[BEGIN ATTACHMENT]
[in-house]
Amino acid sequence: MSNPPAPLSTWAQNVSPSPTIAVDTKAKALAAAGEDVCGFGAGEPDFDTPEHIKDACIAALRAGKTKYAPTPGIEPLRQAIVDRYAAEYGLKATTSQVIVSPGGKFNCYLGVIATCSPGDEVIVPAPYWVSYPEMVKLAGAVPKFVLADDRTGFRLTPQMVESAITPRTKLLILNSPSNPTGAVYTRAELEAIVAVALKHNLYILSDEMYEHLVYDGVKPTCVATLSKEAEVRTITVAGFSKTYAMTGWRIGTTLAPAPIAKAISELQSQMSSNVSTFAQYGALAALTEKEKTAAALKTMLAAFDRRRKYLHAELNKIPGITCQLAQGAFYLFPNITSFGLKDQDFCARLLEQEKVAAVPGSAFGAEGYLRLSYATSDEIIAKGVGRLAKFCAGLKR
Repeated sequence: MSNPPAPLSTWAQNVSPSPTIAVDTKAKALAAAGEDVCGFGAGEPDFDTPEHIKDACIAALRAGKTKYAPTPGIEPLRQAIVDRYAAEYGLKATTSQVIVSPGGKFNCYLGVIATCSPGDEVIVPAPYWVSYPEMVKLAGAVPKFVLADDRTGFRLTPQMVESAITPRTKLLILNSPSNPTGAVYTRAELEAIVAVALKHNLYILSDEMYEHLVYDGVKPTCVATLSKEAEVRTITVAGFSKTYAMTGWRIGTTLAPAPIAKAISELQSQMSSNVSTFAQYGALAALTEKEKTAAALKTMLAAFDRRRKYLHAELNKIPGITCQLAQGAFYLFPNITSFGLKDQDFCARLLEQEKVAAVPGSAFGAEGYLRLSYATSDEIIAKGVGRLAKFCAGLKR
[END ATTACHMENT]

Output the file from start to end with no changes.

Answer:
[in-house]
Amino acid sequence: MSNPPAPLSTWAQNVSPSPTIAVDTKAKALAAAGEDVCGFGAGEPDFDTPEHIKDACIAALRAGKTKYAPTPGIEPLRQAIVDRYAAEYGLKATTSQVIVSPGGKFNCYLGVIATCSPGDEVIVPAPYWVSYPEMVKLAGAVPKFVLADDRTGFRLTPQMVESAITPRTKLLILNSPSNPTGAVYTRAELEAIVAVALKHNLYILSDEMYEHLVYDGVKPTCVATLSKEAEVRTITVAGFSKTYAMTGWRIGTTLAPAPIAKAISELQSQMSSNVSTFAQYGALAALTEKEKTAAALKTMLAAFDRRRKYLHAELNKIPGITCQLAQGAFYLFPNITSFGLKDQDFCARLLEQEKVAAVPGSAFGAEGYLRLSYATSDEIIAKGVGRLAKFCAGLKR
Repeated sequence: MSNPPAPLSTWAQNVSPSPTIAVDTKAKALAAAGEDVCGFGAGEPDFDTPEHIKDACIAALRAGKTKYAPTPGIEPLRQAIVDRYAAEYGLKATTSQVIVSPGGKFNCYLGVIATCSPGDEVIVPAPYWVSYPEMVKLAGAVPKFVLADDRTGFRLTPQMVESAITPRTKLLILNSPSNPTGAVYTRAELEAIVAVALKHNLYILSDEMYEHLVYDGVKPTCVATLSKEAEVRTITVAGFSKTYAMTGWRIGTTLAPAPIAKAISELQSQMSSNVSTFAQYGALAALTEKEKTAAALKTMLAAFDRRRKYLHAELNKIPGITCQLAQGAFYLFPNITSFGLKDQDFCARLLEQEKVAAVPGSAFGAEGYLRLSYATSDEIIAKGVGRLAKFCAGLKR